The Church has little or no technical advice to give, nor an economic or political programme to promote. Her mission is eminently spiritual and humanitarian. She seeks to be faithful to Jesus Christ, her divine founder, who declared: “My kingdom is not of this world” (Jn 18,36), but who, at the same time, was moved to compassion at the sight of the sufferings of the multitudes (Cfr. Matth Mt 9,36). The Church exists to proclaim the dominion of God, the loving Father, over creation and over man, and seeks to educate people’s consciences to accept responsibility for themselves and for the world, for human relationships and for the common destiny of the human family. Specifically, the Church teaches a doctrine of creation and redemption which places the individual at the centre of her worldview and activity. Her temporal objective is the full development of individuals. She stimulates and appeals to personal responsibility. She encourages and calls upon society to defend and promote the inalienable worth and rights of the person, and to safeguard these values through legislation and social policies. She wishes to pursue these goals in cooperation with all who serve the common good.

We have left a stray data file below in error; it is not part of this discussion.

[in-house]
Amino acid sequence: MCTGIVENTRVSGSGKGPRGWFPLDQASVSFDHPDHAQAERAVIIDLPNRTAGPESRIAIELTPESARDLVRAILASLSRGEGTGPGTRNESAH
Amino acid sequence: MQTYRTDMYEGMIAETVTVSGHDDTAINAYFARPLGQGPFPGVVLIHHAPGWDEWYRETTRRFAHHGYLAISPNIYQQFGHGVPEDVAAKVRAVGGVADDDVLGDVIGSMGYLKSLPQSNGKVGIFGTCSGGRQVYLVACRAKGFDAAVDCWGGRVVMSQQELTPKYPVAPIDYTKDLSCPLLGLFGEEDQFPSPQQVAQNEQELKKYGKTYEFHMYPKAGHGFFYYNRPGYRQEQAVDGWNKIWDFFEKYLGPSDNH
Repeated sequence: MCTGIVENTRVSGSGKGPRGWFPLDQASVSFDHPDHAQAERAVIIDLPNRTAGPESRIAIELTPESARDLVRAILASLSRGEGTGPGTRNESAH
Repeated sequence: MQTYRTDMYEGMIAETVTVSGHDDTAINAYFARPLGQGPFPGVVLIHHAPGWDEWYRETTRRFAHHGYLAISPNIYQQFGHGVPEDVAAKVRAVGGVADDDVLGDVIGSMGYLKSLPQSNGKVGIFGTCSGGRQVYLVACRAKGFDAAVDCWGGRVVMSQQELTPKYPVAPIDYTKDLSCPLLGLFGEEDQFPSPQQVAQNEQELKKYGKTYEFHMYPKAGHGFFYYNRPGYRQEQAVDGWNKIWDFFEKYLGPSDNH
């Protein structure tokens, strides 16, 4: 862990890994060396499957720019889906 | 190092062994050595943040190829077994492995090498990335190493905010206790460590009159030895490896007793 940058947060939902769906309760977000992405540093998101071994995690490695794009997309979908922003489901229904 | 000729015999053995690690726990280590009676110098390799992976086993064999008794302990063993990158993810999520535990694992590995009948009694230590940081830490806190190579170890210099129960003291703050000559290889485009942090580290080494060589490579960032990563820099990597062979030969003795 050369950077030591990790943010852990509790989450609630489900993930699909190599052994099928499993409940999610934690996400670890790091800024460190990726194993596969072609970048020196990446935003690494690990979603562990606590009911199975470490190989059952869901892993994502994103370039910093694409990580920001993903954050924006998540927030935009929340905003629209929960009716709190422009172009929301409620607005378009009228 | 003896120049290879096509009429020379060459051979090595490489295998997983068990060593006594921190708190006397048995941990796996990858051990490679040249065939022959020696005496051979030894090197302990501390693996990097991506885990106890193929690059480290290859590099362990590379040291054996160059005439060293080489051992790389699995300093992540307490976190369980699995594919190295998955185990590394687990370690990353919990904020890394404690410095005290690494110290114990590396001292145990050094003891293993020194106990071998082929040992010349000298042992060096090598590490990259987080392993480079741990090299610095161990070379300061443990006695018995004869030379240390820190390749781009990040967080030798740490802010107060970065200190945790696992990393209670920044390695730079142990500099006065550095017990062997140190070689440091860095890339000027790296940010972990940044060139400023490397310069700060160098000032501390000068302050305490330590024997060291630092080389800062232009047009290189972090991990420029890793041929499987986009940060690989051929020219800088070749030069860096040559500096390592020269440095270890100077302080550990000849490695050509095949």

From the beginning of my own pontificate I have endeavoured to give voice to a preoccupation which is already present in biblical accounts of man’s efforts to build a world without reference to God.Today this preoccupation assumes an immediacy all its own, by reason of the immensely magnified potential for good or evil which man has fashioned. The danger is that “while man’s dominion over the world of things is making enormous advances, he may lose the essential threads of his dominion and in various ways let his humanity be subjected to the world and become himself something subject to manipulation” (Ioannis Pauli PP. II Redemptor Hominis RH 16).

As man increasingly takes charge of his world, the fundamental question remains ever the same: “whether in the context of this progress man, as man, is becoming truly better, that is to say, more mature spiritually, more aware of the dignity of his humanity, more responsible, more open to others, especially the most needy and the weakest” (Ibid.15).